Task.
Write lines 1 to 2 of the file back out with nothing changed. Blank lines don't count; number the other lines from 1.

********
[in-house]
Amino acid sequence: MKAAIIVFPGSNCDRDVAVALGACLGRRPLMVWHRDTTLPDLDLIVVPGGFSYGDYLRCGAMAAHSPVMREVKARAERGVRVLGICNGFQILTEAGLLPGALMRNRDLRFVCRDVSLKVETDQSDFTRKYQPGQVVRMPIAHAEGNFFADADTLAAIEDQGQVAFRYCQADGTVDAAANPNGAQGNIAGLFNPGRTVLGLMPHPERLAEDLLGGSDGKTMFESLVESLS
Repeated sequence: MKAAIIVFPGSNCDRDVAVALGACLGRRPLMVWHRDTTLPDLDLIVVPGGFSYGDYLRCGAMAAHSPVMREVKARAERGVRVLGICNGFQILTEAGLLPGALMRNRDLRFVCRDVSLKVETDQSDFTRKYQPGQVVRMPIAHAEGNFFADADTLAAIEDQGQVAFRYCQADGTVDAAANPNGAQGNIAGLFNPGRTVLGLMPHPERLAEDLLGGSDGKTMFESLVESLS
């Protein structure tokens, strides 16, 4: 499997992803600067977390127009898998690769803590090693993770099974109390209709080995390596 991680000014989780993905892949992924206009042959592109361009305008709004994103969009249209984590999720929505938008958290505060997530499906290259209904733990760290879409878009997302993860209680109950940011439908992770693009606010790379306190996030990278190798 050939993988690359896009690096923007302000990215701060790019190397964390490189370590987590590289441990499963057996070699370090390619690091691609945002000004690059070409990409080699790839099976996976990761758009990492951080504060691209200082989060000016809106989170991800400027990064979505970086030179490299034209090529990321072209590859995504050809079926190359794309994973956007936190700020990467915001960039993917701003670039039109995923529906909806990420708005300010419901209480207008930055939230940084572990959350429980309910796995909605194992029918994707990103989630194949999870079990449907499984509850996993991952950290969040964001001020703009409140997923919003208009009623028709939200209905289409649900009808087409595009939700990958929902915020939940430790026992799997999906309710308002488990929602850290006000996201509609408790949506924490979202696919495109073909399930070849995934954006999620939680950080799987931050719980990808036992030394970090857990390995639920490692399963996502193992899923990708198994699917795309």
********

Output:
[in-house]
Amino acid sequence: MKAAIIVFPGSNCDRDVAVALGACLGRRPLMVWHRDTTLPDLDLIVVPGGFSYGDYLRCGAMAAHSPVMREVKARAERGVRVLGICNGFQILTEAGLLPGALMRNRDLRFVCRDVSLKVETDQSDFTRKYQPGQVVRMPIAHAEGNFFADADTLAAIEDQGQVAFRYCQADGTVDAAANPNGAQGNIAGLFNPGRTVLGLMPHPERLAEDLLGGSDGKTMFESLVESLS